which is why 4gas analaiser do an auto re-calibrate every now and then  when left turned on -you can hear the flow  pump  speed up when it does it

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6 hours ago, scottishjohn said:

which is why 4gas analaiser do an auto re-calibrate every now and then  when left turned on -you can hear the flow  pump  speed up when it does it

What calibration gas is used?

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2 hours ago, dpmiller said:

What calibration gas is used?

there is  no calibration gas cylinder attached  all the time ,

the service engineer brings that  twice a year  when he does his calibration tests ,used to be 4 times a year ,until they proved it was over kill

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10 hours ago, scottishjohn said:

I,m not talking about air density 

but the amount of burnable oxygen ,which does effect power 

 

Yes, we know that. You were originally talking about the proportion of oxygen in the air. We're sceptical that the proportions measured by exhaust analysers are a reliable measurement and wondered about other sources of information. It's you that brought up the irrelevant experiences based on air density from temperature and altitude effects.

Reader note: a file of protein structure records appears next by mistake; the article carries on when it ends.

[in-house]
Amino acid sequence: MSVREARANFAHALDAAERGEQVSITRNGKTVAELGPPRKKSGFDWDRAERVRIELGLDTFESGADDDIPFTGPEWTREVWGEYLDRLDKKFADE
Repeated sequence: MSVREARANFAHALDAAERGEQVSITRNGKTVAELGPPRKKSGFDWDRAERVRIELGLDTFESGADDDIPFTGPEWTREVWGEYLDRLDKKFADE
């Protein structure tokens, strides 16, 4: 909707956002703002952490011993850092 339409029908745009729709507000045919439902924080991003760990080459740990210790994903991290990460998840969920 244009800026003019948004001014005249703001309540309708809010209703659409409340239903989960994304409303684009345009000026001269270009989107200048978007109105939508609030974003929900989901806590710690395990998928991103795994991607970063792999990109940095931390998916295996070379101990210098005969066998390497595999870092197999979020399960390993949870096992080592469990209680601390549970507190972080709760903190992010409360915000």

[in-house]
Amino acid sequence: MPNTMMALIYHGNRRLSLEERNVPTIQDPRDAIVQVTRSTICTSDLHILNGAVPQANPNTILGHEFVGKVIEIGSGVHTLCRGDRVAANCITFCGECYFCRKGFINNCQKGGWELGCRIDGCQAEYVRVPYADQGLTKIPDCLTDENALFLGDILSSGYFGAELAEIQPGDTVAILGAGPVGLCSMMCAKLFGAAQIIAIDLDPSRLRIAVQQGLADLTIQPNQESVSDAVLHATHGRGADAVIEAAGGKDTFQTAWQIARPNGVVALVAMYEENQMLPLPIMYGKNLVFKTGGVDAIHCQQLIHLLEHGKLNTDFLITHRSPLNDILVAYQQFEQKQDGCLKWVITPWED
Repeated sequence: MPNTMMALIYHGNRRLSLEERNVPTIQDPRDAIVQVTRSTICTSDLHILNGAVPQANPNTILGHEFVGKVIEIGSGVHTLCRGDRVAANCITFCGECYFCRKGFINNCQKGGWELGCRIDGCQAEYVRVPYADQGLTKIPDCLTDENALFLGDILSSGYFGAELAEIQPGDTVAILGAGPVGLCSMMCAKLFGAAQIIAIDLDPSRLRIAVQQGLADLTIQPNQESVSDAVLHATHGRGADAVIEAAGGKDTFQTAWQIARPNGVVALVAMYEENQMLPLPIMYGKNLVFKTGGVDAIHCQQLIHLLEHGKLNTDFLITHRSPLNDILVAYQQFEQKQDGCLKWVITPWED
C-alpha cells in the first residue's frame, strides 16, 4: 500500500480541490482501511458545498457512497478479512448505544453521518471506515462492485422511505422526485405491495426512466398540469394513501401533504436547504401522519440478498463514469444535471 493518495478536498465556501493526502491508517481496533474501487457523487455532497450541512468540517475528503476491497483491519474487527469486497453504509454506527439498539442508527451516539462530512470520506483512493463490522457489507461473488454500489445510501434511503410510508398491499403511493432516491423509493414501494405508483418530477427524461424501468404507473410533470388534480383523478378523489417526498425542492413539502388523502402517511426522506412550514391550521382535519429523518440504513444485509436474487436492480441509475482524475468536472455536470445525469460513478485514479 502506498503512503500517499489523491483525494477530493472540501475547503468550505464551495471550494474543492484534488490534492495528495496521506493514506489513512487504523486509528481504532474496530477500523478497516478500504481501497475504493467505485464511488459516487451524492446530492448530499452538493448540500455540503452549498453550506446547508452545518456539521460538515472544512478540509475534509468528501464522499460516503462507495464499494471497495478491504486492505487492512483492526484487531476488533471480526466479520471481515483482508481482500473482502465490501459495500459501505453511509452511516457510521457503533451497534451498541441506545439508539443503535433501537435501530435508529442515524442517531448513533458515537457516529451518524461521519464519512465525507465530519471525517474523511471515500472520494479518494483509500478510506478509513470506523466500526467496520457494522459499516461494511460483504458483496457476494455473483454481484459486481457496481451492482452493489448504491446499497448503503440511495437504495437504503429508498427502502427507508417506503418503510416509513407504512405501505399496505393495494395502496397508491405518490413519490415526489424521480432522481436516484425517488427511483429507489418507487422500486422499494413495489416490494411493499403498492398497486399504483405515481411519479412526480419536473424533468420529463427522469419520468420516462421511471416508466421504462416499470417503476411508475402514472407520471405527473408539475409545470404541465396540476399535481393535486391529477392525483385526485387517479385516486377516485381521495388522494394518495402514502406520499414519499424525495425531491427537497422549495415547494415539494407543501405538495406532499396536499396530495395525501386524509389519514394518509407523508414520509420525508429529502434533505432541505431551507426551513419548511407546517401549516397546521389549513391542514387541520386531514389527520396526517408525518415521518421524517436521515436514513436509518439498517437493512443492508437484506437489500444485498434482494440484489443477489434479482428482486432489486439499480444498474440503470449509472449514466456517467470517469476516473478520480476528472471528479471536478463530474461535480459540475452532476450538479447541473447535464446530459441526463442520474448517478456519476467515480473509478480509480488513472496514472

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3 minutes ago, Ed Davies said:

 

Yes, we know that. You were originally talking about the proportion of oxygen in the air. We're sceptical that the proportions measured by exhaust analysers are a reliable measurement and wondered about other sources of information. It's you that brought up the irrelevant experiences based on air density from temperature and altitude effects.

 

FWIW, vehicle gas analysers are only required to be accurate to +/- 5% of the reading, so a reading of 21% O2 could be anything from ~20% to ~22% in reality.  These things aren't by any stretch of the imagination lab quality measurement instruments, they are pretty rough and ready garage tools that give a good enough figure for the purpose for which they were designed.

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5 minutes ago, JSHarris said:

 

FWIW, vehicle gas analysers are only required to be accurate to +/- 5% of the reading, so a reading of 21% O2 could be anything from ~20% to ~22% in reality.  These things aren't by any stretch of the imagination lab quality measurement instruments, they are pretty rough and ready garage tools that give a good enough figure for the purpose for which they were designed.